Senate Republicans said President Donald Trump has every right to dismiss two key witnesses who testified against him during the impeachment inquiry last year.
Lt. Col. Alexander Vindman was dismissed from his National Security Council (NSC) role last week while Gordon Sondland, the U.S. ambassador to the European Union, confirmed via his lawyer that he was recalled back to Washington but thanked Trump for allowing him to serve. Vindman will now work in the Pentagon, according to officials.
Democrats, including Senate Minority Leader Chuck Schumer (D-N.Y.) and House Speaker Nancy Pelosi (D-Calif.), denounced the move, while Schumer on Feb. 10 sent letters to dozens of inspectors general about protecting whistleblowers.
“These attacks are part of a dangerous, growing pattern of retaliation against those who report wrongdoing,” Schumer wrote in a letter, while Pelosi described Vindmans dismissal as a “clear and brazen act of retaliation.”
Vindman had testified in November 2019 about a July 25, 2019, phone call between Trump and Ukrainian President Volodymyr Zelensky and that he had raised concerns. Over the weekend, Trump wrote that Vindman was dismissed because he was “very insubordinate” and received poor reports from his former NSC boss, and he noted that other NSC staffers had raised concerns that he was leaking information.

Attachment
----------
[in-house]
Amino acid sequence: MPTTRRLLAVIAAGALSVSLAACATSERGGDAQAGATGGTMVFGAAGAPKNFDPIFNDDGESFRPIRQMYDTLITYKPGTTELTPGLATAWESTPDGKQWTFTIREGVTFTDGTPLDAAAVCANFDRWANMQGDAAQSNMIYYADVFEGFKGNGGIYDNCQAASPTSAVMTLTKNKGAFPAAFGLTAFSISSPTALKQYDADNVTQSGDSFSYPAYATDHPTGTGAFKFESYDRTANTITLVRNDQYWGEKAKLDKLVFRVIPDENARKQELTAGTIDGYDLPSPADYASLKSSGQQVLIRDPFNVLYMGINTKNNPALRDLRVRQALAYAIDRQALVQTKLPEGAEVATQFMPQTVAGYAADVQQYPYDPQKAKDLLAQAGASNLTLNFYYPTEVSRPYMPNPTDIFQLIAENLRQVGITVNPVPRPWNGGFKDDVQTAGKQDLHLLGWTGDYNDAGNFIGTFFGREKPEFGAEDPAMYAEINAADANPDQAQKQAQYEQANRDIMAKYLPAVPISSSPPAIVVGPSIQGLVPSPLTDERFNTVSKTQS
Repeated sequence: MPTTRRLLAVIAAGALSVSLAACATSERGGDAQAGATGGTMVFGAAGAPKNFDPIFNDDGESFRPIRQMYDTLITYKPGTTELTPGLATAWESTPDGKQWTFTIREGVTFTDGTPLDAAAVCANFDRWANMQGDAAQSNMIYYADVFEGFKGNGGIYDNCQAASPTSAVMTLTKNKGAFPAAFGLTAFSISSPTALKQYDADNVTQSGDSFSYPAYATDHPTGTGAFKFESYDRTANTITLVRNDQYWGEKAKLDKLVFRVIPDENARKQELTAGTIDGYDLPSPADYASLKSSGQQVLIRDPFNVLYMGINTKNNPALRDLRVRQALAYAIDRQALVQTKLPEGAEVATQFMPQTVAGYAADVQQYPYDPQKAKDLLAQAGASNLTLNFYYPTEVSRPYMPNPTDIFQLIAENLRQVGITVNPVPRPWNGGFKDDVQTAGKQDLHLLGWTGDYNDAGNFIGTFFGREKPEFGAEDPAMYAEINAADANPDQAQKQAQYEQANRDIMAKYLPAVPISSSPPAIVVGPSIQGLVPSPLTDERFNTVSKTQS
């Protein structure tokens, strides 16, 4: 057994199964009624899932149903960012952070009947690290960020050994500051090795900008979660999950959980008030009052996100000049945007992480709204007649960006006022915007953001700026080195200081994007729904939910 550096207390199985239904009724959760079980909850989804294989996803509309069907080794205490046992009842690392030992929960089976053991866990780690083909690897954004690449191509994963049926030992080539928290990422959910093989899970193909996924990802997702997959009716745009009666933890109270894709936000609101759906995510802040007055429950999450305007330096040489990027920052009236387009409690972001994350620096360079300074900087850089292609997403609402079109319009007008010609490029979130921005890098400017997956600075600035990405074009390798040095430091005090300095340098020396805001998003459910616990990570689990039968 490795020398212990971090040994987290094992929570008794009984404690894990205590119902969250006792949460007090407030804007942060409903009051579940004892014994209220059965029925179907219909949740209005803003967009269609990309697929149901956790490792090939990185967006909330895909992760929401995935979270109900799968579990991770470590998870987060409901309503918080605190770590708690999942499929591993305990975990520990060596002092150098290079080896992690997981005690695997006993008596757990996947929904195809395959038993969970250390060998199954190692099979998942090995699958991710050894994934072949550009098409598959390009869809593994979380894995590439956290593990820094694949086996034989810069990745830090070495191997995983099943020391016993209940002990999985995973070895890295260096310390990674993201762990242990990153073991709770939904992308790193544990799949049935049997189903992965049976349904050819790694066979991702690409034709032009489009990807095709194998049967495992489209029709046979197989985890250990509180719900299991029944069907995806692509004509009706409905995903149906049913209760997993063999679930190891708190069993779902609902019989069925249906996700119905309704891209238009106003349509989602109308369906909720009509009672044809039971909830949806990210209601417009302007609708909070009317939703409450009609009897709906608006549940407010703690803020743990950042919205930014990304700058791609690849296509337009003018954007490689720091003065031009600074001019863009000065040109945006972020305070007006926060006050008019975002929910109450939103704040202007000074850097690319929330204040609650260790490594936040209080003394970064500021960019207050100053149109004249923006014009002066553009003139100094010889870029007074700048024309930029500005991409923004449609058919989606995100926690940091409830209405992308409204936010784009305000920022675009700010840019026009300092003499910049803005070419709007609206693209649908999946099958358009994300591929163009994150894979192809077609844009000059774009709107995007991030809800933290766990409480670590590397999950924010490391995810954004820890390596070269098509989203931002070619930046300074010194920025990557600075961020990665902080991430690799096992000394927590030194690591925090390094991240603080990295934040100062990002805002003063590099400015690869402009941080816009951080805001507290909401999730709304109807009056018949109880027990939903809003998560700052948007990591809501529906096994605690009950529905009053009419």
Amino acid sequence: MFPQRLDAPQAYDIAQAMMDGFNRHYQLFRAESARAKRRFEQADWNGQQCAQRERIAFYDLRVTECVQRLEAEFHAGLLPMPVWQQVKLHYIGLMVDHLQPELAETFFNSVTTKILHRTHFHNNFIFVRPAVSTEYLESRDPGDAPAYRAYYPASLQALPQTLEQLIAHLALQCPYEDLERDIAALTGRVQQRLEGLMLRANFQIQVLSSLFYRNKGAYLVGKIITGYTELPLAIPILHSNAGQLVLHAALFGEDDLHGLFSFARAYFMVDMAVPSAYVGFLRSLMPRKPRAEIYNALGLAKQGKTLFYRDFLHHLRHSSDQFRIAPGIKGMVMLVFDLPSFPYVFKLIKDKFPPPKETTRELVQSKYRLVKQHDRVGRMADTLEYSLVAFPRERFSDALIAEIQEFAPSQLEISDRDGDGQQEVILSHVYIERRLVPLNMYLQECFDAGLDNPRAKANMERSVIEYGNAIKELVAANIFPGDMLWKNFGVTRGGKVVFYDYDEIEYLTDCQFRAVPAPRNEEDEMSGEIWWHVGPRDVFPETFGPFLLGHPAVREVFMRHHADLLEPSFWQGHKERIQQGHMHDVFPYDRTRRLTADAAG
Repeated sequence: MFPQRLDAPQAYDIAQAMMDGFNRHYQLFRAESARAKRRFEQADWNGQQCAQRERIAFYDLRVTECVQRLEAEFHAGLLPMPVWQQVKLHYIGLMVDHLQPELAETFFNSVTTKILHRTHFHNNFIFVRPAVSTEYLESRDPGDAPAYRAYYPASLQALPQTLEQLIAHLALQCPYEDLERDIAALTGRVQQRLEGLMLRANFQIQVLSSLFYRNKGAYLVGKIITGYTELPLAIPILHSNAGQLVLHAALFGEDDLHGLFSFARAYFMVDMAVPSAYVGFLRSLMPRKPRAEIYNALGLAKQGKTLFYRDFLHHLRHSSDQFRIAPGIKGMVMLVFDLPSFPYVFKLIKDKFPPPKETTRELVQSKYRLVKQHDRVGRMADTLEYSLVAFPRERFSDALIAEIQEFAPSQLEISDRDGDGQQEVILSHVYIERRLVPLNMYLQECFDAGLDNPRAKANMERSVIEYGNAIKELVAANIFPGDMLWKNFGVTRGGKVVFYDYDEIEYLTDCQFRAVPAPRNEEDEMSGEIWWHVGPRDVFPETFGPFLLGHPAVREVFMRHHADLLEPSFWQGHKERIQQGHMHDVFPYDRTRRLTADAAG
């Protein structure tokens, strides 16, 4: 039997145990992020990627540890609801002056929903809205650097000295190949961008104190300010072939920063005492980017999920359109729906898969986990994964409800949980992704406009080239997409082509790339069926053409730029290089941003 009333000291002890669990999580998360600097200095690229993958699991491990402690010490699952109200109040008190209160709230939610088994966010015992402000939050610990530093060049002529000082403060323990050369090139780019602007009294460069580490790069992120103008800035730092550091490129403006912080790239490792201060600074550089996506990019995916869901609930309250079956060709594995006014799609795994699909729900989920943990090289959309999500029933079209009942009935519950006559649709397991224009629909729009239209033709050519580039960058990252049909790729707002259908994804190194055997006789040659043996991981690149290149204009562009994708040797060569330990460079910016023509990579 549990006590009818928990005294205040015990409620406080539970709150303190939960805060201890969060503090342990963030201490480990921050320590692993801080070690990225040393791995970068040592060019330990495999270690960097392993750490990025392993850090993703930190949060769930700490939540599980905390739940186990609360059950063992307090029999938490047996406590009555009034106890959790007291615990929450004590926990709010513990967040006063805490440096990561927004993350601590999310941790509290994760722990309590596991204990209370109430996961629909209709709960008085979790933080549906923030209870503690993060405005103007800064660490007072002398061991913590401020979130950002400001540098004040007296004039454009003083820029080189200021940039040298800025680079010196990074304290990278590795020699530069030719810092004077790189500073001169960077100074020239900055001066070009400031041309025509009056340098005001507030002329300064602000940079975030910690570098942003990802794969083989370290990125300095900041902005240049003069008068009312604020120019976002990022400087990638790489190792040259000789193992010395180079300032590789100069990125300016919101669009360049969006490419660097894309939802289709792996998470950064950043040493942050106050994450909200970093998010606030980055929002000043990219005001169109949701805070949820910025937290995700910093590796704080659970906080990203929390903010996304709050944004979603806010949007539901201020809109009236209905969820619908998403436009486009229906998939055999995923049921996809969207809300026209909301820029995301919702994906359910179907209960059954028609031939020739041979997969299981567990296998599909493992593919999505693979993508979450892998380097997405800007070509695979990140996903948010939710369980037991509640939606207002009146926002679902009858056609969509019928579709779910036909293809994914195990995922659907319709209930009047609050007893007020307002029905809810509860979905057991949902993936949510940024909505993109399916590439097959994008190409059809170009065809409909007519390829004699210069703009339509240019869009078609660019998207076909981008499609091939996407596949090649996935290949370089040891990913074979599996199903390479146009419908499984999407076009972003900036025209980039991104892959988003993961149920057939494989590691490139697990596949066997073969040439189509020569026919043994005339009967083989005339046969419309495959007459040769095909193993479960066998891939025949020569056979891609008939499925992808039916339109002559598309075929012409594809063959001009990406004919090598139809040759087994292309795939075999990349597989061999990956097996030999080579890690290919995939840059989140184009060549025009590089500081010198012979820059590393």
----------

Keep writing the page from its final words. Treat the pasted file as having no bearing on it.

However, Republican senators, most of whom voted to acquit the president on the articles of impeachment, said the president was well within his bounds to dismiss the two officials.
“I think the president has every right to believe that the people that are advising him give him advice and then follow the policy,” said Sen. Roy Blunt (R-Mo.), a member of the Senates leadership, according to The Hill.
He said the president can decide who can serve “in the executive branch in jobs particularly that are either directly appointed by him, like ambassadors, or directly advising him, like people at the National Security Council,” The Wall Street Journal reported.
Blunt said Vindman “shouldnt be taking action on a policy problem outside the chain of the command,” according to reporters. “I would have dismissed him for that. I would have dismissed him earlier.”
“Its the presidents prerogative,” said Sen. Todd Young (R-Ind.), The Wall Street Journal reported.
The top Republican in the House, Minority Leader Kevin McCarthy (R-Calif.), noted that Vindman wasnt fired by Trump but reassigned to a different job in the executive branch, and that this was appropriate.
“Is it appropriate for the news to say he was fired when he was not, he was reassigned?” McCarthy told reporters during a Feb. 11 press conference. “I think that is appropriate.”
Rep. Mark Meadows (R-N.C.) saRead More – Source